Cultural evolution: one million artists can’t be wrong!

Collaborative art project on the popular web platform Reddit reveals the structure of cultural change.

September 04, 2018

Scientists researching the origins and evolution of graphic codes have turned to the popular web platform Reddit to explore how culture evolves. When a Reddit art initiative attracted over one million online participants, Thomas Müller and James Winters of the Minds and Traditions (Mint) group at the Max Planck Institute for the Science of Human History saw an opportunity to test the dynamics of cultural change.

Joint work: The completely filled 1000 by 1000 pixel large-scale canvas at the end of the art project on Reddit. More than one million people took part. Max Planck researchers used the action to understand mechanisms of cultural development.

Reddit set up a digital “canvas” on which any user could place one pixel at a time over three days. The canvas quickly filled up with thousands of pictures. Small groups had to learn to cooperate or out-compete rival teams of artists. In a paper published today in PLOS ONE, the scientists showed that the canvas became more structured and that artworks increasingly depended on one another for survival, especially as the canvas ran out of space.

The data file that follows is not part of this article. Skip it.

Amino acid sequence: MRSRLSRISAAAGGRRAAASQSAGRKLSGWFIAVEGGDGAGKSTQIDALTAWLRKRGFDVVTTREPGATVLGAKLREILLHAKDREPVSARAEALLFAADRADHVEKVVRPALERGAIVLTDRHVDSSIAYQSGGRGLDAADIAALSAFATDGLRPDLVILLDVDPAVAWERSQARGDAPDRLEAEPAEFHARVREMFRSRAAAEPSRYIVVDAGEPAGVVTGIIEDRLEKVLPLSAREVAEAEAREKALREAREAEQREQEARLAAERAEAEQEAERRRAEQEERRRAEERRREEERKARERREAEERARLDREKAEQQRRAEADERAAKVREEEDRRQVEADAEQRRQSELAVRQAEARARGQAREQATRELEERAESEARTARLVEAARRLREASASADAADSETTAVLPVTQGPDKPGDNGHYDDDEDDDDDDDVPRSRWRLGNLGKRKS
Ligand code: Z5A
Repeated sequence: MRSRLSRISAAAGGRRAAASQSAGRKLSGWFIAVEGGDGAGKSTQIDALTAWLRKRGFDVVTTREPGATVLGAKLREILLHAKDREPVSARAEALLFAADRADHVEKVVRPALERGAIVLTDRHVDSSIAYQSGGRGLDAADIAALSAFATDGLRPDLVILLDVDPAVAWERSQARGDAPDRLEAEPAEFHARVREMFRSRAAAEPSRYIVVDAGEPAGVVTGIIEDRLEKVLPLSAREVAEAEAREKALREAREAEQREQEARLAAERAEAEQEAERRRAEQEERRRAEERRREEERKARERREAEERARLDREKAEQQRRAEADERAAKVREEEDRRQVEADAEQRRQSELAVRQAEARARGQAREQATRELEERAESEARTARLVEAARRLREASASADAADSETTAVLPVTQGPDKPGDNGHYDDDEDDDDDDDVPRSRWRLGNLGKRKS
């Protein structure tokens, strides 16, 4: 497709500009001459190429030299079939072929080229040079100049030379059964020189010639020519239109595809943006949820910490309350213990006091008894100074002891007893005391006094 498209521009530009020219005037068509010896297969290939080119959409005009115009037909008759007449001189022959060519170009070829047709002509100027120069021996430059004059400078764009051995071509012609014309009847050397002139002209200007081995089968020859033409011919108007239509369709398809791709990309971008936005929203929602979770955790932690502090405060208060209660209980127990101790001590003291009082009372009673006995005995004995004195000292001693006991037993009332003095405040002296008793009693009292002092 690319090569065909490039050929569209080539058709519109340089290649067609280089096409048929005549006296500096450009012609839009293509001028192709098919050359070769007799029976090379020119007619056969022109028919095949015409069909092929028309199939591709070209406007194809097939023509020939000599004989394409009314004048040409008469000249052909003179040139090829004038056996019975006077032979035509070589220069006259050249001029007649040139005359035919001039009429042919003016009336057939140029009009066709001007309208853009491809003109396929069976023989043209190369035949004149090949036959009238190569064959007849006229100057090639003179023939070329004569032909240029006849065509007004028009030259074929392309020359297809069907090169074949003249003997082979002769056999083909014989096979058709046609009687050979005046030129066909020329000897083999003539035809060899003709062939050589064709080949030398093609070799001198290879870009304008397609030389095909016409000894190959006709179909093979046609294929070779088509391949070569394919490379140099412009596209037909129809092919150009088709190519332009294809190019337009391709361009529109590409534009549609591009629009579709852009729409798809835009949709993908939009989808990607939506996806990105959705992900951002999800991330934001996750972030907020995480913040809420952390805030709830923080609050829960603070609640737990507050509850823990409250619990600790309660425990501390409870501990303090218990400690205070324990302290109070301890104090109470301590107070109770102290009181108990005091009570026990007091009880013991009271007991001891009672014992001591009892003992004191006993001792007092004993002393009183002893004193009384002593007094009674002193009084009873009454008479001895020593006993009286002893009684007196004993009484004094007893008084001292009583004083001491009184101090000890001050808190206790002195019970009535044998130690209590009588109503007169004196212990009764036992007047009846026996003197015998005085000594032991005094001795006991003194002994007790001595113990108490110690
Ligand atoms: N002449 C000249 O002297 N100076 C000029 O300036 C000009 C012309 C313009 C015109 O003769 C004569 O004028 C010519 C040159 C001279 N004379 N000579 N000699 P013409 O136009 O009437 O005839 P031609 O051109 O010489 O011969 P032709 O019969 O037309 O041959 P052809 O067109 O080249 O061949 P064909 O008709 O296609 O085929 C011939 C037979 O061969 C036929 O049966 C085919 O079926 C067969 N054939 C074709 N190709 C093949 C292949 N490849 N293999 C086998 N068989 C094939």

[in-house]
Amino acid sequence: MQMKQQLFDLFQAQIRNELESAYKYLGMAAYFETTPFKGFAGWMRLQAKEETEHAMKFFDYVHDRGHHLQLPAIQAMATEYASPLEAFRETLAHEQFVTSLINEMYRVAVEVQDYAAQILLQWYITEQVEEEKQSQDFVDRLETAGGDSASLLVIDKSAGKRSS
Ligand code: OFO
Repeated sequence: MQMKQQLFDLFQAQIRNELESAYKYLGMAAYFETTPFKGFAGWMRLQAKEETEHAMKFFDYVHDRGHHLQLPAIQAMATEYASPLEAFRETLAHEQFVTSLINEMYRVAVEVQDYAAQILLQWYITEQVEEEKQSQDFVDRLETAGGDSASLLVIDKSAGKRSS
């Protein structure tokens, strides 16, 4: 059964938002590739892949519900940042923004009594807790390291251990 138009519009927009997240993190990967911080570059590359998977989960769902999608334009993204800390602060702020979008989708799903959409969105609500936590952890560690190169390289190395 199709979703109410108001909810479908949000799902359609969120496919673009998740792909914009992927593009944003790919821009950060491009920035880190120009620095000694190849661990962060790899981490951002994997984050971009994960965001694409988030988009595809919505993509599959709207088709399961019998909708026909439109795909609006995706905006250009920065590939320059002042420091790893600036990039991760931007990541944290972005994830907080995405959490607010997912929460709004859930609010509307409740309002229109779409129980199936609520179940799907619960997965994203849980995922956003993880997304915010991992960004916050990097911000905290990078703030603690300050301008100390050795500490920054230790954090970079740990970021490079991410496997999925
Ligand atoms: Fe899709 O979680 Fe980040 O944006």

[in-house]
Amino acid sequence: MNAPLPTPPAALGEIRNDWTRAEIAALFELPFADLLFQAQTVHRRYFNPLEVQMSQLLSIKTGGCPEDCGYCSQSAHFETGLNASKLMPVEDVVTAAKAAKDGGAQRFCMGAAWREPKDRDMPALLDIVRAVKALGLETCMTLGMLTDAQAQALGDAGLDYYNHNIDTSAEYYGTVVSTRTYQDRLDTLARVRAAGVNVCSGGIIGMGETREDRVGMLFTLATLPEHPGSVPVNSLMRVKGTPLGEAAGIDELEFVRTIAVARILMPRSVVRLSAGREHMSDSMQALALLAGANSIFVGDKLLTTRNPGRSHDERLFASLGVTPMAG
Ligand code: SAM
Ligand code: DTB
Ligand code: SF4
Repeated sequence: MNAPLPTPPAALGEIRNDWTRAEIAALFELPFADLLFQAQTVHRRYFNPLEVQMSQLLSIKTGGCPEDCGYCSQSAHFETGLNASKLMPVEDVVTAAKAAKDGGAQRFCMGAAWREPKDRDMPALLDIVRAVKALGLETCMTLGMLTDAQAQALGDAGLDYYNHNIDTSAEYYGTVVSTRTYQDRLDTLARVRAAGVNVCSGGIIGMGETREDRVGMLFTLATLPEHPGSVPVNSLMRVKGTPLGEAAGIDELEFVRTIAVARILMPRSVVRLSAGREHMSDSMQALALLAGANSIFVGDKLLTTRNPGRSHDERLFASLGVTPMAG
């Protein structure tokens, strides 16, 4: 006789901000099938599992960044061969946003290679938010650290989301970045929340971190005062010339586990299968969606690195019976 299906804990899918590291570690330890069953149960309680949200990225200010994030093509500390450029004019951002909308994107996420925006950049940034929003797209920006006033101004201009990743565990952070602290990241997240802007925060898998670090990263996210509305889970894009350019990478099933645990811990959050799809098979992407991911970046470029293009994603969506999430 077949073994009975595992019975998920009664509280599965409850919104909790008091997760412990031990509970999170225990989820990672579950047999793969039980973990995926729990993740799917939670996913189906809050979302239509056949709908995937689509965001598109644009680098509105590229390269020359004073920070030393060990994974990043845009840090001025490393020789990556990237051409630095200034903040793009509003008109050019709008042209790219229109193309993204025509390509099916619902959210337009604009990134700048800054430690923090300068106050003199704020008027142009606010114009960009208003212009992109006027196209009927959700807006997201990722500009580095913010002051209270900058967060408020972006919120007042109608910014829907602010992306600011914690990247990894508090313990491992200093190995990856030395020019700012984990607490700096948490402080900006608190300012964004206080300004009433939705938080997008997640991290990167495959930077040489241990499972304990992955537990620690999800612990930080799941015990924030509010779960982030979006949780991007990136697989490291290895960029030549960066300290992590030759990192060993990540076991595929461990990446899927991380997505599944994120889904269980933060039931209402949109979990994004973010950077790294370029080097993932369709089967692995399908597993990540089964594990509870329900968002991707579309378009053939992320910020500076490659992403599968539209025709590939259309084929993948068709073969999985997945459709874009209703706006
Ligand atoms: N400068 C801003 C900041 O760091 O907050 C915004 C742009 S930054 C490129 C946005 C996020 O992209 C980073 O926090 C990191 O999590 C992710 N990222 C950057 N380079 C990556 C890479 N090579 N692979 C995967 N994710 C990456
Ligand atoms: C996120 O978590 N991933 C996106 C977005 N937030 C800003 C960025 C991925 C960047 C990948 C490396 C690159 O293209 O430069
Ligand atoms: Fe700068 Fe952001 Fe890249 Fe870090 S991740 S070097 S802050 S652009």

Their findings corroborate the view that cultural change has a similar logic as biological adaptation. Winners are good at defending territorial resources but cooperation is the key to success.

“It’s a bit like bacteria in a Petri dish,” explained Müller. “With limited space and resources, the artworks end up forming a kind of stable ecosystem.”

But culture, like nature, is red in tooth and claw. The tribalism of internet users was on full display with many artworks dominated by defiant nationalistic symbols. Australians, Estonians, Indians, and Americans and others, planted flags and defended digital territory with flair and gusto.

Close-up of the section showing French and German flags. When the flags started getting in each other's way, the controversial area was finally designed as an EU flag with a dove of peace.

At the end of the first day, a “war” broke out between images of the French and German flags, and a truce was only reached with the subtle reconstruction of an EU flag repurposed from excess German pixels.

“It’s a nice illustration of how the coexistence of competing groups is mirrored in adaptive visual structures,” states Winters.

“It’s like saying, ‘We’re better off apart, but if you take a bit from me, and I take a bit from you, we’ll be more secure overall.’”

PM/MEZ

 

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